There is a good chance that your actual heart is much “older” than you are, according to the first study to provide population-level estimates of heart age.

In a report published Tuesday, researchers from the Centers for Disease Control and Prevention said that three out of four U.S. adults’ heart age is older than their actual age, putting them at greater risk of heart attack and stroke.

This study is the first to provide population-level estimates of heart age and to highlight disparities in heart age nationwide. Using data collected from all 50 states and information from the large, ongoing Framingham Heart Study, the report showed that heart age varied by race/ethnicity, gender, region and other sociodemographic characteristics.

“Heart age” is the calculated age of a person’s cardiovascular system based on risk factor profile. Risks include high blood pressure, cigarette smoking, diabetes status and body mass index as an indicator for obesity. The researchers determined that nearly 69 million U.S. adults between the ages of 30 and 74 have a heart age older than their actual age,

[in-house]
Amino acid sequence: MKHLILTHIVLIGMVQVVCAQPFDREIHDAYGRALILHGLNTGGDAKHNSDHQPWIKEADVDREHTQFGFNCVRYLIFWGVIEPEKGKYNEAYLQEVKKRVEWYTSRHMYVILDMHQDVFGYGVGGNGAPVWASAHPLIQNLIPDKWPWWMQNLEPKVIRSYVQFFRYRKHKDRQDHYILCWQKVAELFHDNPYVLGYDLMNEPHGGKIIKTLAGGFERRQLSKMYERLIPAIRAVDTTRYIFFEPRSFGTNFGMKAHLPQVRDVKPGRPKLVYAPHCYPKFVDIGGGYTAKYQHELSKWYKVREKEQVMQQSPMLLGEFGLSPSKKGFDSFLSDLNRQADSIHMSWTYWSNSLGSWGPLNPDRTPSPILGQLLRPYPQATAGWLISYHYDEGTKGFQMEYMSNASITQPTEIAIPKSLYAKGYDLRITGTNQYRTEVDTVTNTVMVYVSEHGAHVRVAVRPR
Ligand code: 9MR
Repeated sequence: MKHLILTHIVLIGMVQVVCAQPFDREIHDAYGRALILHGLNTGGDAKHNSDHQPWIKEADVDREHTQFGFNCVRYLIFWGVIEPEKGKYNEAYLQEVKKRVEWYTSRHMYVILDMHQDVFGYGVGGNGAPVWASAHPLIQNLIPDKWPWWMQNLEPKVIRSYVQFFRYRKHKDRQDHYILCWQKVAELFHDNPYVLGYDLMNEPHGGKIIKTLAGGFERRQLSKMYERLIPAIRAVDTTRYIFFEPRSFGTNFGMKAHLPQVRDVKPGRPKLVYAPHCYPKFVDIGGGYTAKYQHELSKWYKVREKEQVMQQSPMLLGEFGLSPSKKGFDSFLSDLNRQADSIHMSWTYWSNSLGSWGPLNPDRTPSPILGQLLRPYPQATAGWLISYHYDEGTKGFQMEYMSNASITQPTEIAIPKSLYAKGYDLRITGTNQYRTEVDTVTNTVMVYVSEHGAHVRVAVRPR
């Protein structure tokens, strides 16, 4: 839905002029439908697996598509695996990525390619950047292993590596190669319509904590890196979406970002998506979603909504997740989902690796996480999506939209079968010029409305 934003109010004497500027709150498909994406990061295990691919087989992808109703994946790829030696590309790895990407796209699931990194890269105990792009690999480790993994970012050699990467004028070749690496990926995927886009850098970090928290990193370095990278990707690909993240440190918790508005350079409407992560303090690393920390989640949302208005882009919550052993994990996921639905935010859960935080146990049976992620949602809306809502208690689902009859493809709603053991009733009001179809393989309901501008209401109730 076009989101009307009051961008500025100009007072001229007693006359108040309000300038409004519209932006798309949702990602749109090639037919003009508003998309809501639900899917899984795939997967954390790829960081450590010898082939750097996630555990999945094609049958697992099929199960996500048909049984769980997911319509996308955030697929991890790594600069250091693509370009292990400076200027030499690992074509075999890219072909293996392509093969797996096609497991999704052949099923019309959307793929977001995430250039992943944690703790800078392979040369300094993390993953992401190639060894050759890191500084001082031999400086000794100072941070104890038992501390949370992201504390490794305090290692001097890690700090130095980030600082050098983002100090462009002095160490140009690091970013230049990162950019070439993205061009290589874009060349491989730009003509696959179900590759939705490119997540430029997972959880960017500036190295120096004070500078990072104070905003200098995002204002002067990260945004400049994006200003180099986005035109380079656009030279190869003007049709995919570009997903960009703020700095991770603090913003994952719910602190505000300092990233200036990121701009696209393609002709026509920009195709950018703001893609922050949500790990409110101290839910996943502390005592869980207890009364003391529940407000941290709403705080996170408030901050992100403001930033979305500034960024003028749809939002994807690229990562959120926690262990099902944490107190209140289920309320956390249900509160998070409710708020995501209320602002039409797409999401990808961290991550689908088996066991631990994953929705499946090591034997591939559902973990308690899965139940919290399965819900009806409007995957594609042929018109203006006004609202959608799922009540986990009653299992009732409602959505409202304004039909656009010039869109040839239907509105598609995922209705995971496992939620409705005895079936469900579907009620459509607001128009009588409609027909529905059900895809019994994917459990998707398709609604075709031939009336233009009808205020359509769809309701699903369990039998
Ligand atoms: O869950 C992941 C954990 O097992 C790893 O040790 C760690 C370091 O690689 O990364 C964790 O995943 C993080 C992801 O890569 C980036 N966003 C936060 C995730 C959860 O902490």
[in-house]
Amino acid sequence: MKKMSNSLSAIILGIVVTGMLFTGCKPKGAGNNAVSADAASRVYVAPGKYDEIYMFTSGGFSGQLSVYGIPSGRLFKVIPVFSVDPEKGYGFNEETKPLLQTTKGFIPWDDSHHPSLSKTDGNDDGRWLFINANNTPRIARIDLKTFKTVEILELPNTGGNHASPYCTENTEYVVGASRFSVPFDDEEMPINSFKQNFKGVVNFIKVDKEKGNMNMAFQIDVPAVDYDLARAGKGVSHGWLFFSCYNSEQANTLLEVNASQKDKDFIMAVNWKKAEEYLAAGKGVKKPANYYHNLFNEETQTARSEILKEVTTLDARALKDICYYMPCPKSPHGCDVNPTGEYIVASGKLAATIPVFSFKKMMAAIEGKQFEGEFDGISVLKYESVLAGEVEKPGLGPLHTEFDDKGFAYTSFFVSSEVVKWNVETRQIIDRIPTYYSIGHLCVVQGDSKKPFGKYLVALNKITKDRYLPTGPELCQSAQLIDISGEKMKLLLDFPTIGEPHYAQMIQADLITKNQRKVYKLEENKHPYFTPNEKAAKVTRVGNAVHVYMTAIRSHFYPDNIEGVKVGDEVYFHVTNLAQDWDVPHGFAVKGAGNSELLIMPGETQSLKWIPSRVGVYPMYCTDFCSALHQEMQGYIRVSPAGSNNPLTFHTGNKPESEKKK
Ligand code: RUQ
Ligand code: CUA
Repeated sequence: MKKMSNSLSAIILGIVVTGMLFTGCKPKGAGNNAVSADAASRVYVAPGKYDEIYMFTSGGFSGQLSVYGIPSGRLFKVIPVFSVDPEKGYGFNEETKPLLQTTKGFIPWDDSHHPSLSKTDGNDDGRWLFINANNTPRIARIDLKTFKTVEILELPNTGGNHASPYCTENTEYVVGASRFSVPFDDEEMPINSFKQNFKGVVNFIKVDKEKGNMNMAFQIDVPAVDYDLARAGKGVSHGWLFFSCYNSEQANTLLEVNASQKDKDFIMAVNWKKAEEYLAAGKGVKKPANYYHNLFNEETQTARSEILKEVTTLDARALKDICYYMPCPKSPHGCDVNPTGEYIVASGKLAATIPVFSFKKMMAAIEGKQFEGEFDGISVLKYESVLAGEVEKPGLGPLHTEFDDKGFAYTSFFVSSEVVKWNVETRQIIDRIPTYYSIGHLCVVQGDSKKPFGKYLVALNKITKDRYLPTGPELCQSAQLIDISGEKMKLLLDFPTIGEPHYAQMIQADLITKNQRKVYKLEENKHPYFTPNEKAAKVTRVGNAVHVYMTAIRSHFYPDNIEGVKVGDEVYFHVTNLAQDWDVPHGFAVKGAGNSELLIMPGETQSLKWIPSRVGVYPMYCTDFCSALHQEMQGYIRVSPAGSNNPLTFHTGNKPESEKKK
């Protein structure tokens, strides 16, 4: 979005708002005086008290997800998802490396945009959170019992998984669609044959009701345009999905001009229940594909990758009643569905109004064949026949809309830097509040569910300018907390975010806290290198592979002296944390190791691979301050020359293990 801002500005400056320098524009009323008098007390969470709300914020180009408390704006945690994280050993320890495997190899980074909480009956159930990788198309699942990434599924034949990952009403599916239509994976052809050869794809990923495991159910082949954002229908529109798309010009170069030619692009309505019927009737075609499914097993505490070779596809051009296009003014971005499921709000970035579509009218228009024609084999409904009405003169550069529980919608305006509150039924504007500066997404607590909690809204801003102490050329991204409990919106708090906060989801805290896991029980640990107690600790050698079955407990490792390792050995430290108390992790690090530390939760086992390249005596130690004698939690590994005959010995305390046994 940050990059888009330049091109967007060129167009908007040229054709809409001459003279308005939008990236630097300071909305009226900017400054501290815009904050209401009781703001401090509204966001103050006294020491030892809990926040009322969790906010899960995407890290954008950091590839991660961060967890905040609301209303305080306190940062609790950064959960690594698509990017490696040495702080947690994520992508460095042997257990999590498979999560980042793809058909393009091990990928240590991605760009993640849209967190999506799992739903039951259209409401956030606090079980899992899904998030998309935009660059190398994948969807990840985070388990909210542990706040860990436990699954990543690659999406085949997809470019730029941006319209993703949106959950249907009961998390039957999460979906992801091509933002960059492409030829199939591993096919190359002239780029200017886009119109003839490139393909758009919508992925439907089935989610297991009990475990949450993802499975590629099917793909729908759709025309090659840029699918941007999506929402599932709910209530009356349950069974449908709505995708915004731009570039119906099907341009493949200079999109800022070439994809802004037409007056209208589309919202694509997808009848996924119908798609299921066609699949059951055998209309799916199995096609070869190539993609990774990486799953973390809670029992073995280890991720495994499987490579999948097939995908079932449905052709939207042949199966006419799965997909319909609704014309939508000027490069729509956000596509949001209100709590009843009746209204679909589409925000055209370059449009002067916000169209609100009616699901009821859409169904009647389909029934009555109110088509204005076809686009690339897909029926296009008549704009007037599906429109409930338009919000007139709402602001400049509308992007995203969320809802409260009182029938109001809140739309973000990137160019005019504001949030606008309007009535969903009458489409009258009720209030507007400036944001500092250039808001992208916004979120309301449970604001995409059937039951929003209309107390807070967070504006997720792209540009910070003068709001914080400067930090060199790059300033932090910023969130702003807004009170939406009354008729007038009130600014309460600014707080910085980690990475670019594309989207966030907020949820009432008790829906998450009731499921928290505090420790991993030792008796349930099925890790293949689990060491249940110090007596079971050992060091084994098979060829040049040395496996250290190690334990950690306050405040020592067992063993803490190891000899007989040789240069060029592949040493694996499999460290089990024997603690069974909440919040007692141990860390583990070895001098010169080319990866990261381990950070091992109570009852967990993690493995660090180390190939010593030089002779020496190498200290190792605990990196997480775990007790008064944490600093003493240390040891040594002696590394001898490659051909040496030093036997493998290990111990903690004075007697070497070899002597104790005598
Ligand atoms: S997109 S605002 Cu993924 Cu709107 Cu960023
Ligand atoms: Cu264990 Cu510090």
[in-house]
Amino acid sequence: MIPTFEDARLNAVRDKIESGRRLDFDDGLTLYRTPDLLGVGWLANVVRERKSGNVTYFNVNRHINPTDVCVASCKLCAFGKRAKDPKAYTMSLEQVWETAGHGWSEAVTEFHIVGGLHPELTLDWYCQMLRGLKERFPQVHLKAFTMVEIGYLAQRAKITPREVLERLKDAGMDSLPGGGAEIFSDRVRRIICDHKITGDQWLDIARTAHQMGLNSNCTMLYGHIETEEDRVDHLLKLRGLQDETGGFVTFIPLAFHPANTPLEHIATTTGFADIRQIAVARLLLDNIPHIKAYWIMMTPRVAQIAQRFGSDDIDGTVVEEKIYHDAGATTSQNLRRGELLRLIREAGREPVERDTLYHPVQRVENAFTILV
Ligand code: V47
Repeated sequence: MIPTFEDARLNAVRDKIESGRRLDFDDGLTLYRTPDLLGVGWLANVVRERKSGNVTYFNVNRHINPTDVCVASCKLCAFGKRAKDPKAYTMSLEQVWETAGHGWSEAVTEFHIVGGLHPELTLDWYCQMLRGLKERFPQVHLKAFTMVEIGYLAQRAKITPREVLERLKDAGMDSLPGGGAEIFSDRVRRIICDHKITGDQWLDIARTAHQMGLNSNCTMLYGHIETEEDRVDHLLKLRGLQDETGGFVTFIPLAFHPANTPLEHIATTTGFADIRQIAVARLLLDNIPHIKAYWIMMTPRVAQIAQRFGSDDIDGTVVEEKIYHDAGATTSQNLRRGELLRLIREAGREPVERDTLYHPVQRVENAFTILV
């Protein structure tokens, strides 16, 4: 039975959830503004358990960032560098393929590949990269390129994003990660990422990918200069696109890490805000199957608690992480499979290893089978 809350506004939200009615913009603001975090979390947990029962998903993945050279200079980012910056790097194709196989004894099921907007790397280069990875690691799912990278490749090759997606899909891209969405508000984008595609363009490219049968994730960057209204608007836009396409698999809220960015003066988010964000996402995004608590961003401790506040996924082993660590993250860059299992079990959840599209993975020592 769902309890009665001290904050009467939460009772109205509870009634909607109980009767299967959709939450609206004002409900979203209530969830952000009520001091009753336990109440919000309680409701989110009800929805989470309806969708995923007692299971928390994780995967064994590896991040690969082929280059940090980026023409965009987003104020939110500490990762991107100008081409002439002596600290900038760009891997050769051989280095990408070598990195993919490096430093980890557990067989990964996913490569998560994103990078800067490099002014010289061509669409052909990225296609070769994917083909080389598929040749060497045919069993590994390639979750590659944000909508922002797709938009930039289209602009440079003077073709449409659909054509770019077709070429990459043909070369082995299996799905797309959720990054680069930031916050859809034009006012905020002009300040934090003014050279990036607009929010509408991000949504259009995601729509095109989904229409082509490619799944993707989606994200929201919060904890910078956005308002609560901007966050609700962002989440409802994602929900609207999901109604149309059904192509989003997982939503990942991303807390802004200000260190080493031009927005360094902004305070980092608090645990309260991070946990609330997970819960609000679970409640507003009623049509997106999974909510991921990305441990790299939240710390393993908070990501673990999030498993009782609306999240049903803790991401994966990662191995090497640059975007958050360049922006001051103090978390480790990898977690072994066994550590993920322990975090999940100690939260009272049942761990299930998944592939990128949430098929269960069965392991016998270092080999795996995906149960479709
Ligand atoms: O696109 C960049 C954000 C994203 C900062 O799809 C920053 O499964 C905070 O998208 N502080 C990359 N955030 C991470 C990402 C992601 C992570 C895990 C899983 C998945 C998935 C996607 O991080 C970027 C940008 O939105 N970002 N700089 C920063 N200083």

The average adult man’s heart is eight years older than his chronological age. For women, it’s five years, according to the study.

Heart age is highest among African-American men and women, with an average age of 11 years older for both. Geographic differences showed that adults in the Southern U.S. typically have higher heart ages. Mississippi, West Virginia, Kentucky, Louisiana and Alabama have the highest percentage of adults with a heart age five years or more over their actual age. Meanwhile Utah, Colorado, California, Hawaii and Massachusetts have the lowest percentage.

“Too many U.S. adults have a heart age years older than their real age, increasing their risk of heart disease and stroke,” said CDC director Tom Frieden, M.D. “Everybody deserves to be young – or at least not old – at heart.”

  • Find out your heart age here.